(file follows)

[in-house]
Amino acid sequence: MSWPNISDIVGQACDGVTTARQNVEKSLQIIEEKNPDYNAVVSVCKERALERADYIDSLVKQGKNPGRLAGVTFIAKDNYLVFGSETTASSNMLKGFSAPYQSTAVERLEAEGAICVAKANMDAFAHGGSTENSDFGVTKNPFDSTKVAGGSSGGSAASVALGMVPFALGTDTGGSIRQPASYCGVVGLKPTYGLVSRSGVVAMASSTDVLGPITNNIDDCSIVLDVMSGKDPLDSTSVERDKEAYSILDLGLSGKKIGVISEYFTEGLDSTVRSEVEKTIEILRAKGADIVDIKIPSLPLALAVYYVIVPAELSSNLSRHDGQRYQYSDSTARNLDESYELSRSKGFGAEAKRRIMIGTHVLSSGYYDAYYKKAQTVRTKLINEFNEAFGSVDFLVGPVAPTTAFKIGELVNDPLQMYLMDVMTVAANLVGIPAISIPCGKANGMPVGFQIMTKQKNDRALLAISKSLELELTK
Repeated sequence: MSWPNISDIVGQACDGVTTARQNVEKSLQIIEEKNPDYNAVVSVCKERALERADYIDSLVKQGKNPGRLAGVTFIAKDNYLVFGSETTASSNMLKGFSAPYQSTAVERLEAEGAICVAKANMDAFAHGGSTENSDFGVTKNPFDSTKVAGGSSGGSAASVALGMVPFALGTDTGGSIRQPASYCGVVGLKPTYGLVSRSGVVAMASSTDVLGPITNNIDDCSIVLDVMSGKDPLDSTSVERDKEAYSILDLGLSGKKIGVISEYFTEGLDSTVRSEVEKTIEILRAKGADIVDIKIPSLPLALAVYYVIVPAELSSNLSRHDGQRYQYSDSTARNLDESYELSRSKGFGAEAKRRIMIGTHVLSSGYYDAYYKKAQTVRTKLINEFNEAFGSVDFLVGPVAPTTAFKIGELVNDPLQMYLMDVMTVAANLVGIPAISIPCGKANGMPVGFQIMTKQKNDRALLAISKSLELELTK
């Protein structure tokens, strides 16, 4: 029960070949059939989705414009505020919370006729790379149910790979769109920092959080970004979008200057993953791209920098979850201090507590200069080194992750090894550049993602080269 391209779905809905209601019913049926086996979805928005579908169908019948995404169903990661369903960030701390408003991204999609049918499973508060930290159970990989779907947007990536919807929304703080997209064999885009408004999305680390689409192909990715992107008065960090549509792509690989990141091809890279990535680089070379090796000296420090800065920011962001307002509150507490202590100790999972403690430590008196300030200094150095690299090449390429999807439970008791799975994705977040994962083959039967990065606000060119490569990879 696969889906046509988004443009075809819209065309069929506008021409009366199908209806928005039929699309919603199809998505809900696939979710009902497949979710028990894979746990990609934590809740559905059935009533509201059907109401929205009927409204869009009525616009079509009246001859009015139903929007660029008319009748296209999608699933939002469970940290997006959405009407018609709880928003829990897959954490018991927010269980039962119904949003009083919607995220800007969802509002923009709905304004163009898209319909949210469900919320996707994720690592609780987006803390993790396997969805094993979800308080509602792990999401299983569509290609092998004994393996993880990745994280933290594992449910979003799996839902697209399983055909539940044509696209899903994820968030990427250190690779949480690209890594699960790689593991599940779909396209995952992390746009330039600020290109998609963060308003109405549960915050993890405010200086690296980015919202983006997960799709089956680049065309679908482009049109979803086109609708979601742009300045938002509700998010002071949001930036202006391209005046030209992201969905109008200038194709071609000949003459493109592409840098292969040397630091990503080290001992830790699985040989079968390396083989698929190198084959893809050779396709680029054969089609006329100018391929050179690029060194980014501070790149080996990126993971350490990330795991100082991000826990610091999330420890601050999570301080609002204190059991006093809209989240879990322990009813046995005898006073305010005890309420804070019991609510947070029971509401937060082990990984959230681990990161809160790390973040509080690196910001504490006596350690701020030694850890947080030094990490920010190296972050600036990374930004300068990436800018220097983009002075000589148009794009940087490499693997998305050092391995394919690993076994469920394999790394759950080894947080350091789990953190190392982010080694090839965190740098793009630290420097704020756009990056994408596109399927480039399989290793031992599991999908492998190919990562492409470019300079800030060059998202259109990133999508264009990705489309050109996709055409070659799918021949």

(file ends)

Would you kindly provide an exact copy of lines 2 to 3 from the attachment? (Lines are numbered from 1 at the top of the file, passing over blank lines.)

Amino acid sequence: MSWPNISDIVGQACDGVTTARQNVEKSLQIIEEKNPDYNAVVSVCKERALERADYIDSLVKQGKNPGRLAGVTFIAKDNYLVFGSETTASSNMLKGFSAPYQSTAVERLEAEGAICVAKANMDAFAHGGSTENSDFGVTKNPFDSTKVAGGSSGGSAASVALGMVPFALGTDTGGSIRQPASYCGVVGLKPTYGLVSRSGVVAMASSTDVLGPITNNIDDCSIVLDVMSGKDPLDSTSVERDKEAYSILDLGLSGKKIGVISEYFTEGLDSTVRSEVEKTIEILRAKGADIVDIKIPSLPLALAVYYVIVPAELSSNLSRHDGQRYQYSDSTARNLDESYELSRSKGFGAEAKRRIMIGTHVLSSGYYDAYYKKAQTVRTKLINEFNEAFGSVDFLVGPVAPTTAFKIGELVNDPLQMYLMDVMTVAANLVGIPAISIPCGKANGMPVGFQIMTKQKNDRALLAISKSLELELTK
Repeated sequence: MSWPNISDIVGQACDGVTTARQNVEKSLQIIEEKNPDYNAVVSVCKERALERADYIDSLVKQGKNPGRLAGVTFIAKDNYLVFGSETTASSNMLKGFSAPYQSTAVERLEAEGAICVAKANMDAFAHGGSTENSDFGVTKNPFDSTKVAGGSSGGSAASVALGMVPFALGTDTGGSIRQPASYCGVVGLKPTYGLVSRSGVVAMASSTDVLGPITNNIDDCSIVLDVMSGKDPLDSTSVERDKEAYSILDLGLSGKKIGVISEYFTEGLDSTVRSEVEKTIEILRAKGADIVDIKIPSLPLALAVYYVIVPAELSSNLSRHDGQRYQYSDSTARNLDESYELSRSKGFGAEAKRRIMIGTHVLSSGYYDAYYKKAQTVRTKLINEFNEAFGSVDFLVGPVAPTTAFKIGELVNDPLQMYLMDVMTVAANLVGIPAISIPCGKANGMPVGFQIMTKQKNDRALLAISKSLELELTK